Web conferencing connects geographically dispersed teams. Image: ©Slyworks Photography
architecture really matter?
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socializing as a way of getting closer to
that eureka moment.
While chance encounters and informal
conversations often inspire innovation, collaboration in science is structured. In their
study on the impact of collaboration on
scientific productivity, citing a paper written by Beaver and Rosen in 1978, Bozeman
and Lee noted over half of the motives for
collaboration were related to the practical desire to enhance productivity. There
are intangibles associated with any team
endeavor that contribute to its success.
Jerry Hirschberg coined the term “
creative abrasion” while leading design teams
at Nissan. His theory was the friction and
messiness of mixing a highly creative,
talented and passionate team produced a
far more refined and perfected product in
less time. One motive I think Beaver and
Rosen missed in 1978 was shared passion
for an idea. Ultimately, we want to find
something that will make people’s lives
better and/or make some money.
WHAT ARE THE MAGIC INGREDIENTS FOR
FORGING THESE RELATIONSHIPS?
A 2012 Univ. of Michigan study led by
Jason Owen-Smith examined the relationship between office and lab locations,
and the associated walking patterns to
establish whether proximity promotes
collaboration. They found 100 ft of
zonal overlap increased collaborations
and funding by over 20%, and scientists
were more likely to meet face-to-face
and engage in unscheduled, impromptu
A more recent National Academies
study on “Team Science,” identifies five
beneficial features to achieving scientific
and translational goals: high diversity of
membership, deep knowledge integration,
permeable boundaries, geographic dispersion of team members and high task
Gensler’s design research, “How does
space drive innovation?”, roughly cor-
relates with the findings of the Academy.
Our research team of Cindy Coleman,
Mandy Graham, Tom Mulhern and
Amanda Ramos found places that support
• Interrupt siloed structures to create
stronger knowledge networks.
• Build awareness between people and
departments to better support the productive flow of ideas.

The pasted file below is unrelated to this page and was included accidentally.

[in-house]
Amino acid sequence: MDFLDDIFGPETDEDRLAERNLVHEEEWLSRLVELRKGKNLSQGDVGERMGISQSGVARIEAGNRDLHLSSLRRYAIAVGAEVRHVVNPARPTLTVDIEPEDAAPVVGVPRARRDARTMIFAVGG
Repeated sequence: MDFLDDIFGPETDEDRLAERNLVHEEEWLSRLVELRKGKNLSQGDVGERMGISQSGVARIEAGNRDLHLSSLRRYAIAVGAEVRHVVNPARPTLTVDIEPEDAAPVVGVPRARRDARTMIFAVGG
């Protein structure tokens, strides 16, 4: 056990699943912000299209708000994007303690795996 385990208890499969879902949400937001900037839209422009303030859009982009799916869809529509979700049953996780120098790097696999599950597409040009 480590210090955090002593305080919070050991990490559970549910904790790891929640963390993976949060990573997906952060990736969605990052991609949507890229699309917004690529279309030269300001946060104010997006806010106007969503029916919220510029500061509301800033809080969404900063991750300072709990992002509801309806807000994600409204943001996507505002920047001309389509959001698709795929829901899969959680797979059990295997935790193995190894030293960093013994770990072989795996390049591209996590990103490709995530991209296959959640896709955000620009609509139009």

• Consider proximity between people and groups to support planned and
• Create connections that increase
communication and encourage the active
sharing of information.
WHAT WILL THE FUTURE BRING?
The scientific workplace has already
changed as a result of technology.
According to our 2014 study on factors
that will have a high-level impact on the
future of real estate, 77.8% of the CRE
respondents believed changing business
models would have a high-level impact. As
the home, the commute, the coffee shop
and the workplace convene, our traditional notions of what collaboration looks like
are being subverted by the lifestyle we have
created for ourselves through urbanism,
mobile technology and global awareness.
We Work has already started to disrupt
how small businesses see real estate. A Fast
Company top 50 Innovator, their model
brings together all the resources startups
need through a seamlessly integrated
physical and digital workplace package.
“Members” can use physical space and
book conference rooms in any city, and
take advantage of shared human resources,
benefits and payroll services. The physical
space and administrative benefits pale
compared to the “community of creators,”
a virtual network of members that serves
as part internal B2B for collaboration, part
In more established organizations,
social networking software like Facebook,
Jive and Yammer are increasingly connecting teams through a convenient and
familiar interface. Connectivity has broadened the reach of networks for research
collaborations beyond organizational and
disciplinary boundaries, and spans oceans
and continents. Software companies are
taking note of the interest in mobile platforms that securely combine social media
with software that makes exchanging ideas
and information easy.
Reliable video conferencing and Web
meeting technology is a major contributor
to connecting geographically dispersed
teams and, in some cases, is even making it
to the bench. Halo and Telepresence rooms
are already connecting geographically dispersed teams in large organizations, and
as the technology becomes less novel and
more affordable, will also connect them
with their partners in higher-education
and institutional settings.
Automation of lab processes has enabled
scientists to test ideas at a faster pace than
any time in our history. A single scientist
today can process more samples than
whole labs produced in the not-so-distant
past. The amount of data that automation
produces, however, far out paces the speed
scientists can analyze and interpret it.
Bioinformatics has grown from emerging
trend to ubiquity in just a decade. While
automated software is being developed
to get ahead of the data avalanche, screen
technology has been making impres-